College Football

Rest should do Pack good

staff writerOctober 22, 2009 

  • Records for each ACC team after a bye, since the conference expanded to 12 teams in 2005.

    Wake Forest 4-0

    Miami 6-1

    N.C. State 5-1

    Boston College 4-1

    Clemson 4-2

    North Carolina 3-2

    Florida State 3-2

    Virginia 4-3

    Georgia Tech 3-3

    Virginia Tech 3-3

    Maryland 2-4

    Duke 1-4

    ACC overall42-26

The bye week couldn't come at a better time for N.C. State.

Given the football team's downward spiral, it's obvious some time off can only help the Wolfpack. But statistically, the bye week has more meaning.

Since the ACC expanded to 12 teams in 2005, State is 5-1 after a bye, including 2-1 under coach Tom O'Brien. Going back to his last season at Boston College, O'Brien has won three of four after a week off.

"I don't have an answer, but I hope it holds true again," O'Brien said of his post-bye success. "It's even more important this year because we have to find players that can play positions for us the last five games of the year."

The numbers alone are a good sign and are second to only Wake Forest (4-0) and Miami (6-1), but they're even better considering State's record the rest of the time against major Division I opponents.

Since 2005, State has 18 games against Football Bowl Subdivision opponents (with 28 losses).

So during the normal course of the season, the Wolfpack is 13-27, compared with 5-1 after a bye.

State's winning percentage (83.3) after a bye is above the league average (61.7, 42-26) since 2005.

Given Jim Grobe's attention to detail and ability to prepare, it's hardly surprising that Wake has the best post-bye record. Miami's record is a little tougher to explain, considering Larry Coker's reputation as a caretaker, but he was 3-0 and Randy Shannon is off to a 3-1 start, including an important 33-17 win over Georgia Tech on Sept. 17.

Another surprise is Virginia Tech's record (3-3) after a bye. The Hokies entered this season with eight regular-season ACC losses, and three of them came after byes. It should be noted that all three of Virginia Tech's post-bye losses were to Boston College.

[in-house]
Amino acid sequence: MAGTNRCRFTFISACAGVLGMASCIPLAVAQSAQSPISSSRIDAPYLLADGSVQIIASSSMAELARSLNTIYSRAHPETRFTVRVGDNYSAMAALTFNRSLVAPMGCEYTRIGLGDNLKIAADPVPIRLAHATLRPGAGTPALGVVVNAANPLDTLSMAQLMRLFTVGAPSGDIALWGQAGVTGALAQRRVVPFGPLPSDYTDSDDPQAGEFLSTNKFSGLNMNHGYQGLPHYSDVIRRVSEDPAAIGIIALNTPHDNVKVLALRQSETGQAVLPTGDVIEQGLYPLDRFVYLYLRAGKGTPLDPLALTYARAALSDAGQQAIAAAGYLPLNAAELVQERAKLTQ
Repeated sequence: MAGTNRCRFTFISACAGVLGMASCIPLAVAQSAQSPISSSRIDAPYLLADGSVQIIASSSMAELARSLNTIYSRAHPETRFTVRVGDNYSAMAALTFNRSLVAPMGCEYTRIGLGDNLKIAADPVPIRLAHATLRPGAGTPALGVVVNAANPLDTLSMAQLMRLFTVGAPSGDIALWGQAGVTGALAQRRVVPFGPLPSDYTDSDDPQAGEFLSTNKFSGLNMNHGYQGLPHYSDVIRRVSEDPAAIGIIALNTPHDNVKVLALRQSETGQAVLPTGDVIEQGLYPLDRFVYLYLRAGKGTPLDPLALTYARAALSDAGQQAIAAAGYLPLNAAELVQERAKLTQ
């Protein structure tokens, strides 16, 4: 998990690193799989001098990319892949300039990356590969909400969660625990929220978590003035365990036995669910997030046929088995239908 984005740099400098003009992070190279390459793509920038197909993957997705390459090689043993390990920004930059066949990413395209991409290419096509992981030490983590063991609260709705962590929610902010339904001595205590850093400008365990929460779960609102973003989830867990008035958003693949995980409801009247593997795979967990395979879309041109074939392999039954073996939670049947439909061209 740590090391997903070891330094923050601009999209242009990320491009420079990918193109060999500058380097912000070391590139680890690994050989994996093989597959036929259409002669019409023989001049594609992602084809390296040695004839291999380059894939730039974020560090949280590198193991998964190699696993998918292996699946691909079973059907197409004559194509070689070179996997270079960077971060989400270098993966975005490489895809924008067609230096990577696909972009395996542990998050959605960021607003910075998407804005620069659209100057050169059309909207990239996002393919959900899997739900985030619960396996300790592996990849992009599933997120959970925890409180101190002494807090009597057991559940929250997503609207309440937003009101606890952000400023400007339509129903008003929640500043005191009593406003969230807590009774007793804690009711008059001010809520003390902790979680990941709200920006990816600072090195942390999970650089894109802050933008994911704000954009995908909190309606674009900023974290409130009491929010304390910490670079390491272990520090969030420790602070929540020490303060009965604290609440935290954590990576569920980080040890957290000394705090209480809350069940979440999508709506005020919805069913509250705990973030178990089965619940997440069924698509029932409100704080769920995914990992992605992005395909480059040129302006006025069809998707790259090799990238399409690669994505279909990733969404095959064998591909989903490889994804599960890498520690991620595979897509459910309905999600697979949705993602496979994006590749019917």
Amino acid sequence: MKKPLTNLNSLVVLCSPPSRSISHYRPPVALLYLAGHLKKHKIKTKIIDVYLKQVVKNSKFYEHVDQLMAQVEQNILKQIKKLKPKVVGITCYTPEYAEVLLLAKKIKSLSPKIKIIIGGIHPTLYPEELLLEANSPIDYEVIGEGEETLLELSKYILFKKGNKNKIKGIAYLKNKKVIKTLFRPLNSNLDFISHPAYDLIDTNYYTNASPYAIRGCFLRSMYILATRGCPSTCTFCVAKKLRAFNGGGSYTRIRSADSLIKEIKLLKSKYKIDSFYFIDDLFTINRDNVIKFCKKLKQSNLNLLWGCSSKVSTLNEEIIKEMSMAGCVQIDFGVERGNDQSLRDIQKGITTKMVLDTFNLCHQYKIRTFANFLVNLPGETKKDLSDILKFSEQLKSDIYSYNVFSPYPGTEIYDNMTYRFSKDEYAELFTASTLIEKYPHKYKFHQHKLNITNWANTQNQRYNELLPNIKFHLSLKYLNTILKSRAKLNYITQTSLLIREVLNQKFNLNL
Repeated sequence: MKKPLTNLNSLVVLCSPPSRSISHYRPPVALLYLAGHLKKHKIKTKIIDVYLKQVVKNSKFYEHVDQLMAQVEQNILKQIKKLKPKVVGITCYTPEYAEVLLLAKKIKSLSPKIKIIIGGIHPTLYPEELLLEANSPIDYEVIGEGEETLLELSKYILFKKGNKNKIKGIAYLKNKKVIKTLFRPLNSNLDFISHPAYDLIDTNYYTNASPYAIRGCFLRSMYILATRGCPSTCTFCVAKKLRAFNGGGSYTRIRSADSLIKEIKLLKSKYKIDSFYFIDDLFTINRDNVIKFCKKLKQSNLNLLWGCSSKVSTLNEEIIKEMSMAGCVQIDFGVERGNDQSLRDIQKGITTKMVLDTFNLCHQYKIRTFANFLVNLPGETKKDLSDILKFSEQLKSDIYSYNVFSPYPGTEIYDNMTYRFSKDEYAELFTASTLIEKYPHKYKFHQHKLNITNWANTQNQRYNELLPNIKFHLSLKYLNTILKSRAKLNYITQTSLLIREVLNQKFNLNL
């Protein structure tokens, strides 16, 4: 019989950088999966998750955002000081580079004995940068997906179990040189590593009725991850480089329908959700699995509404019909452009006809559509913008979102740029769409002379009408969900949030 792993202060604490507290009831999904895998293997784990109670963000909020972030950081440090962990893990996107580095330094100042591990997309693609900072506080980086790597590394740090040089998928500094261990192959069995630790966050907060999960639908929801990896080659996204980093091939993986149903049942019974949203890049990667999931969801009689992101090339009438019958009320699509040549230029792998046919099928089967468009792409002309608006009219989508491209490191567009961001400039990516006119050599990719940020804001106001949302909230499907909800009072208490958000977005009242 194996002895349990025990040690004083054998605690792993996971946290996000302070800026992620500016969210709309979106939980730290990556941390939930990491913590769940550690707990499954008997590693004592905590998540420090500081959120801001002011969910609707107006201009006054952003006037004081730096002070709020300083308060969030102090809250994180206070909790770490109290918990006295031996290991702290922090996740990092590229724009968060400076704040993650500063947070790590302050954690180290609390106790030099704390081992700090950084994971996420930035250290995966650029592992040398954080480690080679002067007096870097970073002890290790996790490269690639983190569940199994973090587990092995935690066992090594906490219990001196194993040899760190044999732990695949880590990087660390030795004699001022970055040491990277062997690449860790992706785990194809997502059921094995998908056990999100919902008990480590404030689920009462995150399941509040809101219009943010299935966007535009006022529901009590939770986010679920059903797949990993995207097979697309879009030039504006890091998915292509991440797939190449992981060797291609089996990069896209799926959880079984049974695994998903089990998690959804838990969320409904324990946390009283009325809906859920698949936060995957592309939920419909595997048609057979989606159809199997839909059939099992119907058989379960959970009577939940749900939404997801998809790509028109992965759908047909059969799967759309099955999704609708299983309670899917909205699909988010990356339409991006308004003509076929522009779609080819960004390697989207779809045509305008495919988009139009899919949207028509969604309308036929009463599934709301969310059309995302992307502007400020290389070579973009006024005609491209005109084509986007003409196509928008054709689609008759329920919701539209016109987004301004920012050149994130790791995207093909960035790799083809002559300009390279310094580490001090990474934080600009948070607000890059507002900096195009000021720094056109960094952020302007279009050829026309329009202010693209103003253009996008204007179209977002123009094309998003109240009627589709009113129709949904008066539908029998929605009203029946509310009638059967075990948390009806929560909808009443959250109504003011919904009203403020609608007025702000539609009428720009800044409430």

The Hokies are on their bye this week, before hosting North Carolina next Thursday in Blacksburg.

"I like this bye week," said Virginia Tech coach Frank Beamer, whose team is coming of a 28-23 loss to Georgia Tech. "I think this one came at a good time."

The power of the bye week, and the opportunity to step back and evaluate a team and refocus the season, was never more evident than in Clemson's 38-3 win over Wake Forest this past Saturday.

The Tigers' 24-21 loss at Maryland on Oct. 3 stands as the Terps' only win over an FBS team. Twelve games into coach Dabo Swinney's tenure, Clemson fans were ready to dump him.

But after the bye, Clemson came back and throttled Wake to get back in the Atlantic Division race.

"The bye was critical," said Swinney, who also won last season at Boston College after a bye. "For us, it was a chance to just look at what we've done good and what we've done bad."

Clearly, the bye week is not a panacea. Maryland (2-4) and Duke (1-4) have losing records, and six other teams are either .500 or one game over .500, but it helps in most cases. And after losing to Duke by 21 and BC by 32, N.C. State needs help.

BCS and Coastal tiebreaker

To clarify a point from last week's column on how the ACC's tiebreaking procedure works, the chances of a random draw determining the Coastal Division champion are remote, if not impossible.

The seventh tiebreaker for three or more teams -- which is where we're headed if Georgia Tech, Miami and Virginia Tech each finish 7-1 -- involves the use of the Bowl Championship Standings.

The language in the ACC's rules does not account for a third team in the BCS standings. So unless two teams tie in the BCS standings -- which given the ability of computers to calculate places after the decimal point means it would virtually take a lightning strike -- the tiebreak will be determined by the BCS standings.

Unless, according to the ACC procedure, "the second of the tied teams is ranked within five-or-fewer places of the highest ranked tied team."

Then the head-to-head result would be used as the tiebreaker.

If we used this week's BCS standings, Miami (No. 10) would be selected over Georgia Tech (12), based on their head-to-head result. Virginia Tech (14) would be eliminated from the process based on its BCS position in the group.

It's still fairly complicated, but at least the ACC won't be sending a team to the conference championship game based on a raffle.

jp.giglio@newsobserver.com or 919-829-8938

News & Observer is pleased to provide this opportunity to share information, experiences and observations about what's in the news. Some of the comments may be reprinted elsewhere in the site or in the newspaper. We encourage lively, open debate on the issues of the day, and ask that you refrain from profanity, hate speech, personal comments and remarks that are off point. Thank you for taking the time to offer your thoughts.

Commenting FAQs | Terms of Service